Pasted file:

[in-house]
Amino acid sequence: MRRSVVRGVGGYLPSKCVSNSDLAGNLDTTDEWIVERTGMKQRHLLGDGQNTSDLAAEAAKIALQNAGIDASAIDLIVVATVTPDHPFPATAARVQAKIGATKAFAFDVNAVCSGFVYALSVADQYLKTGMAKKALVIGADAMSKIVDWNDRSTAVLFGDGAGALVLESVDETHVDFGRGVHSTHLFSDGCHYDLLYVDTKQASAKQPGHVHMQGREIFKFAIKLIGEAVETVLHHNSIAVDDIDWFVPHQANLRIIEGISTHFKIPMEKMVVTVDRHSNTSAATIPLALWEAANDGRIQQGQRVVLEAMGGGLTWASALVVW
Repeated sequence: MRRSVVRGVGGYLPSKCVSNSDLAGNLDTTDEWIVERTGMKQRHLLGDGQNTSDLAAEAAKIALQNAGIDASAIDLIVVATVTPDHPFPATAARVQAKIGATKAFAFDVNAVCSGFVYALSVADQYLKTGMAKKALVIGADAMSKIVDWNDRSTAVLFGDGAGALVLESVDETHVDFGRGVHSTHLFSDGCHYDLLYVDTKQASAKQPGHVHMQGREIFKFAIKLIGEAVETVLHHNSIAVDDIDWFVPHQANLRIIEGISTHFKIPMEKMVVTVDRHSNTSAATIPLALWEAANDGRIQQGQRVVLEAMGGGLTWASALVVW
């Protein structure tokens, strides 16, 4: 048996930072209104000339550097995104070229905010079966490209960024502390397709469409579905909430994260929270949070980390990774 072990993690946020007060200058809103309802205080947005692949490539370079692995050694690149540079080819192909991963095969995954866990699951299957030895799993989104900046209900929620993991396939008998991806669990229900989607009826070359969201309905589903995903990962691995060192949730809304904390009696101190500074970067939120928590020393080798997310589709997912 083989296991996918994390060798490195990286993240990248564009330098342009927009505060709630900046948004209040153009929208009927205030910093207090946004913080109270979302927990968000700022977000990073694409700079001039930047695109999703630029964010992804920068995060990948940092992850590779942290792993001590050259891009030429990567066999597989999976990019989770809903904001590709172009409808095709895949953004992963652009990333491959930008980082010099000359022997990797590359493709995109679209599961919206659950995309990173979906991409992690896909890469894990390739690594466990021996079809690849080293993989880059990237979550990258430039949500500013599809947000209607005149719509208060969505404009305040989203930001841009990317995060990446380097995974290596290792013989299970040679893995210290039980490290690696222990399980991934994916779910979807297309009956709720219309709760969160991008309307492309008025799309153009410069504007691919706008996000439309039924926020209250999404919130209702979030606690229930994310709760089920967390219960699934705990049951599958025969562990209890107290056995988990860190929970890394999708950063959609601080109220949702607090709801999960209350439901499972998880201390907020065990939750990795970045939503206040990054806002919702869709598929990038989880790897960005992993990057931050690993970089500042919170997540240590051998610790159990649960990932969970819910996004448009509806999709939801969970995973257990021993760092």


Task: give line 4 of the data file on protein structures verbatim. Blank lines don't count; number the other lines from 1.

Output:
């Protein structure tokens, strides 16, 4: 048996930072209104000339550097995104070229905010079966490209960024502390397709469409579905909430994260929270949070980390990774 072990993690946020007060200058809103309802205080947005692949490539370079692995050694690149540079080819192909991963095969995954866990699951299957030895799993989104900046209900929620993991396939008998991806669990229900989607009826070359969201309905589903995903990962691995060192949730809304904390009696101190500074970067939120928590020393080798997310589709997912 083989296991996918994390060798490195990286993240990248564009330098342009927009505060709630900046948004209040153009929208009927205030910093207090946004913080109270979302927990968000700022977000990073694409700079001039930047695109999703630029964010992804920068995060990948940092992850590779942290792993001590050259891009030429990567066999597989999976990019989770809903904001590709172009409808095709895949953004992963652009990333491959930008980082010099000359022997990797590359493709995109679209599961919206659950995309990173979906991409992690896909890469894990390739690594466990021996079809690849080293993989880059990237979550990258430039949500500013599809947000209607005149719509208060969505404009305040989203930001841009990317995060990446380097995974290596290792013989299970040679893995210290039980490290690696222990399980991934994916779910979807297309009956709720219309709760969160991008309307492309008025799309153009410069504007691919706008996000439309039924926020209250999404919130209702979030606690229930994310709760089920967390219960699934705990049951599958025969562990209890107290056995988990860190929970890394999708950063959609601080109220949702607090709801999960209350439901499972998880201390907020065990939750990795970045939503206040990054806002919702869709598929990038989880790897960005992993990057931050690993970089500042919170997540240590051998610790159990649960990932969970819910996004448009509806999709939801969970995973257990021993760092």